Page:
Omaha City Council Passes Alcohol Ordinance; Removes Fine

Nicole Ebat

OMAHA (KPTM) - The Omaha City Council approved an alcohol ordinance that would give the city council more control over problem businesses.

But an amendment that was approved got rid of the proposed alcohol impact zones and a $75 yearly fee.

The council voted 6-1, with Councilmember Ben Gray voting against the amended version.

The ordinance was aimed at so-called "nuisance bars" in Omaha.

"This is all about protecting our neighborhoods and one bad liquor establishment, one bad bar as we've seen can take a neighborhood down," said Chris Foster with the Gifford Park Neighborhood Association.

He's part of a collection of neighborhood associations that helped put together the amendment over the past several years.

The council did keep the public nuisance standards and the ability to revoke a business' certificate of occupancy if the business is deemed a "nuisance".

Several of them said they were glad the amendment went through, but think it now lacks the ability to effectively enforce the nuisance standards.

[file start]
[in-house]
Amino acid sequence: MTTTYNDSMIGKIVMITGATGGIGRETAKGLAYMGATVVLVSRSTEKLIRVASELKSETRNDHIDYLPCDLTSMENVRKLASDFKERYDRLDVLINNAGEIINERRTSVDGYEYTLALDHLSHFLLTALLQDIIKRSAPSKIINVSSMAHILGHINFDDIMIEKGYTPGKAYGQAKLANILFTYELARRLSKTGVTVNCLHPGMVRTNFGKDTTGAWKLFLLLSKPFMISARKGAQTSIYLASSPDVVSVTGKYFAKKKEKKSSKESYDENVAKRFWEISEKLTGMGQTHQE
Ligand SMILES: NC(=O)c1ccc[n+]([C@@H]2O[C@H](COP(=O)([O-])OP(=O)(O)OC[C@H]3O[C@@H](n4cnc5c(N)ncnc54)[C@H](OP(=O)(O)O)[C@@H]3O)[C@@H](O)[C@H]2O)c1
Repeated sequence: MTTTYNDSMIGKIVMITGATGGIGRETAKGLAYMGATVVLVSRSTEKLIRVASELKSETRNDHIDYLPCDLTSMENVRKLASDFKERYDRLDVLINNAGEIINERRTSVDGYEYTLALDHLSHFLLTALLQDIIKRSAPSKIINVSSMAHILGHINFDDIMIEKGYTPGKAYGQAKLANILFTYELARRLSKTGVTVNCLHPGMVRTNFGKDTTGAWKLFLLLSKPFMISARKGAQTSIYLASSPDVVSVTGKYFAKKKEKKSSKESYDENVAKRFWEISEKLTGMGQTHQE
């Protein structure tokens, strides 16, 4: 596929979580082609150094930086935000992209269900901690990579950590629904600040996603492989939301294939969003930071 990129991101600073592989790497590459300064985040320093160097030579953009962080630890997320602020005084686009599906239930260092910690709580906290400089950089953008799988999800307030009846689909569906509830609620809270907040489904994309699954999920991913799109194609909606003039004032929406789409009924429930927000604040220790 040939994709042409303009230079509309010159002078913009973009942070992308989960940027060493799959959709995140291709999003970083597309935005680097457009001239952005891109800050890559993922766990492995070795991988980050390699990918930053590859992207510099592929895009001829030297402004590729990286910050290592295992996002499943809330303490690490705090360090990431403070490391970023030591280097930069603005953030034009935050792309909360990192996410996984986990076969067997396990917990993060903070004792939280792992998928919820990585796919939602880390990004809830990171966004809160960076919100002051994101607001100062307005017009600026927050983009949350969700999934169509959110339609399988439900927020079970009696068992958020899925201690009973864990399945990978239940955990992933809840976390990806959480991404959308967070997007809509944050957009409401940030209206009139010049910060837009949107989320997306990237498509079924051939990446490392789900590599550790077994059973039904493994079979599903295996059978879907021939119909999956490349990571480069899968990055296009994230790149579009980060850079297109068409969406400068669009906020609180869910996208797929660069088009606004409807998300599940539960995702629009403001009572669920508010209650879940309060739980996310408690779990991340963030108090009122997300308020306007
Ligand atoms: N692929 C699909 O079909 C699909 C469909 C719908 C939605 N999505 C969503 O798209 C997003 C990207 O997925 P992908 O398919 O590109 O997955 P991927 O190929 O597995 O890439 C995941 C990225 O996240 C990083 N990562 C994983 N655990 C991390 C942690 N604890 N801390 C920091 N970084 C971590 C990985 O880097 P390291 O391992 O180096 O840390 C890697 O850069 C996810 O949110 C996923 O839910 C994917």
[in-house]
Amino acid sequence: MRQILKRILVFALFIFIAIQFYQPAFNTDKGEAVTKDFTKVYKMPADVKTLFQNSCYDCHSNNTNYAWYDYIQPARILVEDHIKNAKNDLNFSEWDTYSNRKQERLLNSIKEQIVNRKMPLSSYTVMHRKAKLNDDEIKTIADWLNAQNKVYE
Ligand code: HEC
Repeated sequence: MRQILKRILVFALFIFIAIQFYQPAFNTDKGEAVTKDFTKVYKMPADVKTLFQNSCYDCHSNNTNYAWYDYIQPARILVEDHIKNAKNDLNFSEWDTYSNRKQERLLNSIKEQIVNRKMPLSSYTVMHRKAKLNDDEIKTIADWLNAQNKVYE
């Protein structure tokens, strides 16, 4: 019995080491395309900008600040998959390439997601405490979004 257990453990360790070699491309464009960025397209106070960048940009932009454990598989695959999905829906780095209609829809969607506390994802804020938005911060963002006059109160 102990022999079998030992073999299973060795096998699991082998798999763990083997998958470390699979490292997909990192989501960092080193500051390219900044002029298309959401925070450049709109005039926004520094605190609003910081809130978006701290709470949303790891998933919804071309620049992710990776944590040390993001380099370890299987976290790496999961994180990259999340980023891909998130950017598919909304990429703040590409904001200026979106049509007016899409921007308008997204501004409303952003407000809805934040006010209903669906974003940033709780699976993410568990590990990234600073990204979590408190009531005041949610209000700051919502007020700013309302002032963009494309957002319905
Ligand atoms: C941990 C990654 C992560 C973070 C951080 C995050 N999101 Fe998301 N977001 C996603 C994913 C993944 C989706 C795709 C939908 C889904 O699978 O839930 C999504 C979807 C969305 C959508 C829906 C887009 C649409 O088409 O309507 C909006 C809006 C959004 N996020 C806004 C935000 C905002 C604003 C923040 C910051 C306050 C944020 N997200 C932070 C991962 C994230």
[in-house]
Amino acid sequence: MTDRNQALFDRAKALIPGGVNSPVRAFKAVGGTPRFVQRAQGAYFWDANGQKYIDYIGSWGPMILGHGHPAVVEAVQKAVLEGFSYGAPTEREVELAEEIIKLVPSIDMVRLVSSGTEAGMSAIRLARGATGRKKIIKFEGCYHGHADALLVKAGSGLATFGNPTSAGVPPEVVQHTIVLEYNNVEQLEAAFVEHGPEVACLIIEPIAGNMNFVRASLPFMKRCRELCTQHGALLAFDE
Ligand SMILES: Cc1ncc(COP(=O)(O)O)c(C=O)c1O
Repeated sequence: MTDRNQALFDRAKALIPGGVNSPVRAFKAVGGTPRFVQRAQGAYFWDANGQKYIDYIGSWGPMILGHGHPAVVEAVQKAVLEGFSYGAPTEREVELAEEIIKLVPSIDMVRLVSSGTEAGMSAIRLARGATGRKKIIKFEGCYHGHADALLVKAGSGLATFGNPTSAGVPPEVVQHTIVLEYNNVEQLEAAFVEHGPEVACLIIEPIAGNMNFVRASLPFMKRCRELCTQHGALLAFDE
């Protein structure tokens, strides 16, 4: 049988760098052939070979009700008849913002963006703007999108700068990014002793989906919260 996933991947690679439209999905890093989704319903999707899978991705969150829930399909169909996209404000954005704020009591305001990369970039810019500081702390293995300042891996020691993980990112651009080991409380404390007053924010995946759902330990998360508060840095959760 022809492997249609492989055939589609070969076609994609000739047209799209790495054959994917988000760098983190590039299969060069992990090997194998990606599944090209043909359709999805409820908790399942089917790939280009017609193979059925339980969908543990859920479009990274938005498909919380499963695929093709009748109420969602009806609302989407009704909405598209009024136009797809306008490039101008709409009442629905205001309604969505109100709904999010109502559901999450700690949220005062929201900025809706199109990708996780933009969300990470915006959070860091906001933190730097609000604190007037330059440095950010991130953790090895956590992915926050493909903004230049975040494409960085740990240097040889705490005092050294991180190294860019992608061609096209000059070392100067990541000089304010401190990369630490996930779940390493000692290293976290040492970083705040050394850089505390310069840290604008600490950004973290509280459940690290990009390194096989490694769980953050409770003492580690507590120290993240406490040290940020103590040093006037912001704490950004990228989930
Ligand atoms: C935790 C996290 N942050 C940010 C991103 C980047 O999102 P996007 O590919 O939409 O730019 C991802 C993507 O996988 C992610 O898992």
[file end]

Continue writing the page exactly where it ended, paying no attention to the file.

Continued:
"I think it's a travesty that they didn't keep the fee," said Anthony Cato. "Maybe the overlay zones needed to be abolished, but they needed to keep the fee just to make sure everyone stays in compliance."

The idea of the fee originally was to have someone in law enforcement who could oversee the problems with a liquor outlet all the way to a resolution, including shutting it down if needed.

Members of the group say without that process, it may be difficult to enforce the amendment.

"The council members each have identified themselves as the person to contact if neighbors have problems that's really been the process in the past, it's not the most efficient," said Diane Riib with Project Mile. "Obviously it won't be consistent from councilmember councilmember and it really isn't a process, it simply is contacting your representative."

But council members say it'll still help to have local control over problem alcohol retailers.

"This is a substantial new authority we haven't had ever for the city to crack down on bad operators by having more local control and I think that's a big win for our neighborhoods," said Councilman Pete Festerson.